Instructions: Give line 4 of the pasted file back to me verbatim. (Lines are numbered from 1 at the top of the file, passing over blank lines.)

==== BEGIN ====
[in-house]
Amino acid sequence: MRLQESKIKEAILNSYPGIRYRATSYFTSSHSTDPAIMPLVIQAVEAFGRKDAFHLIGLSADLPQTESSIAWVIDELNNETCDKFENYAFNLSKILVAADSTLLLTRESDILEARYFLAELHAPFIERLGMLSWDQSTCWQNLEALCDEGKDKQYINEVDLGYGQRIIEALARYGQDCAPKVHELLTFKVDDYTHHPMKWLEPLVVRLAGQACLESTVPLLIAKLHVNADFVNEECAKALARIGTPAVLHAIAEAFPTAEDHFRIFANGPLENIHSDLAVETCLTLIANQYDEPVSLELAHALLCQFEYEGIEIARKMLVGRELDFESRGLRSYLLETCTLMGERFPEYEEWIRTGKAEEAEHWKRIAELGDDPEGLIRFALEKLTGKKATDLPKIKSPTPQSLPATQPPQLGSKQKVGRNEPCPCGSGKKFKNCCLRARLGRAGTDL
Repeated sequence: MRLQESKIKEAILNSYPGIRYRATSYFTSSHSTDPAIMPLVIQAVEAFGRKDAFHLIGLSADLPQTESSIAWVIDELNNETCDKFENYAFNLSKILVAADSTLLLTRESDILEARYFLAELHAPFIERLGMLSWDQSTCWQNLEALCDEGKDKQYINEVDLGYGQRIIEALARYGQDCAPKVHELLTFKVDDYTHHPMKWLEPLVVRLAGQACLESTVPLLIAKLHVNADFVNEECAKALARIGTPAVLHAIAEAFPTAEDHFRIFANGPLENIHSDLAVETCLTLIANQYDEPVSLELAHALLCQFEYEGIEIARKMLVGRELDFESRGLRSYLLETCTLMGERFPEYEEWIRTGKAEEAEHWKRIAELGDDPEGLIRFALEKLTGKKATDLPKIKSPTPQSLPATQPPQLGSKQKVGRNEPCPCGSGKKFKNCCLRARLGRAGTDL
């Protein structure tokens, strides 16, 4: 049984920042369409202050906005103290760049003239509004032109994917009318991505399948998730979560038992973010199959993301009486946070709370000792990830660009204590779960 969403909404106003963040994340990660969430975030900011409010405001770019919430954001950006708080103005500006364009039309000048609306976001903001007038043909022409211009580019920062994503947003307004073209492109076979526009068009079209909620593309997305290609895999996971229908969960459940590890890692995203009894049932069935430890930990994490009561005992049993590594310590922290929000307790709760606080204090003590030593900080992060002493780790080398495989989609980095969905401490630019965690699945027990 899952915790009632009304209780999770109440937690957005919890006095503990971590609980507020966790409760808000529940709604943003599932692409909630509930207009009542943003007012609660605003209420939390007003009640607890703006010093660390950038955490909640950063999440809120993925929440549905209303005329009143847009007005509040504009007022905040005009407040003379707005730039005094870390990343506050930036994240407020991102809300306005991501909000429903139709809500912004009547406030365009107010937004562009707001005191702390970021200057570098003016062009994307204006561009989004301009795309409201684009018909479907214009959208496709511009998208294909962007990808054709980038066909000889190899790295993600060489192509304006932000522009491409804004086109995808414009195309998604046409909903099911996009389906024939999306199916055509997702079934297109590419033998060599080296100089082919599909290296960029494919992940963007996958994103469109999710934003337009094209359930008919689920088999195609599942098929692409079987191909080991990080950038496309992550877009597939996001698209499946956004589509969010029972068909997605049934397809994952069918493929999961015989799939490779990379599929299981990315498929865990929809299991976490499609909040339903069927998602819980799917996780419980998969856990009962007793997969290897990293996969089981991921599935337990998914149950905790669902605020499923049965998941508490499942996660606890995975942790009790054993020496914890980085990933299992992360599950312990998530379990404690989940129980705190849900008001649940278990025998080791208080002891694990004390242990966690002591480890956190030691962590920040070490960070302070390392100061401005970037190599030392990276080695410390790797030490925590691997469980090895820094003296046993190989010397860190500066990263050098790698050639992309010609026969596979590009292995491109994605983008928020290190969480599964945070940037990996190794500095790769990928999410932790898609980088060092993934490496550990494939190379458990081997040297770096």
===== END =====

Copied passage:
């Protein structure tokens, strides 16, 4: 049984920042369409202050906005103290760049003239509004032109994917009318991505399948998730979560038992973010199959993301009486946070709370000792990830660009204590779960 969403909404106003963040994340990660969430975030900011409010405001770019919430954001950006708080103005500006364009039309000048609306976001903001007038043909022409211009580019920062994503947003307004073209492109076979526009068009079209909620593309997305290609895999996971229908969960459940590890890692995203009894049932069935430890930990994490009561005992049993590594310590922290929000307790709760606080204090003590030593900080992060002493780790080398495989989609980095969905401490630019965690699945027990 899952915790009632009304209780999770109440937690957005919890006095503990971590609980507020966790409760808000529940709604943003599932692409909630509930207009009542943003007012609660605003209420939390007003009640607890703006010093660390950038955490909640950063999440809120993925929440549905209303005329009143847009007005509040504009007022905040005009407040003379707005730039005094870390990343506050930036994240407020991102809300306005991501909000429903139709809500912004009547406030365009107010937004562009707001005191702390970021200057570098003016062009994307204006561009989004301009795309409201684009018909479907214009959208496709511009998208294909962007990808054709980038066909000889190899790295993600060489192509304006932000522009491409804004086109995808414009195309998604046409909903099911996009389906024939999306199916055509997702079934297109590419033998060599080296100089082919599909290296960029494919992940963007996958994103469109999710934003337009094209359930008919689920088999195609599942098929692409079987191909080991990080950038496309992550877009597939996001698209499946956004589509969010029972068909997605049934397809994952069918493929999961015989799939490779990379599929299981990315498929865990929809299991976490499609909040339903069927998602819980799917996780419980998969856990009962007793997969290897990293996969089981991921599935337990998914149950905790669902605020499923049965998941508490499942996660606890995975942790009790054993020496914890980085990933299992992360599950312990998530379990404690989940129980705190849900008001649940278990025998080791208080002891694990004390242990966690002591480890956190030691962590920040070490960070302070390392100061401005970037190599030392990276080695410390790797030490925590691997469980090895820094003296046993190989010397860190500066990263050098790698050639992309010609026969596979590009292995491109994605983008928020290190969480599964945070940037990996190794500095790769990928999410932790898609980088060092993934490496550990494939190379458990081997040297770096």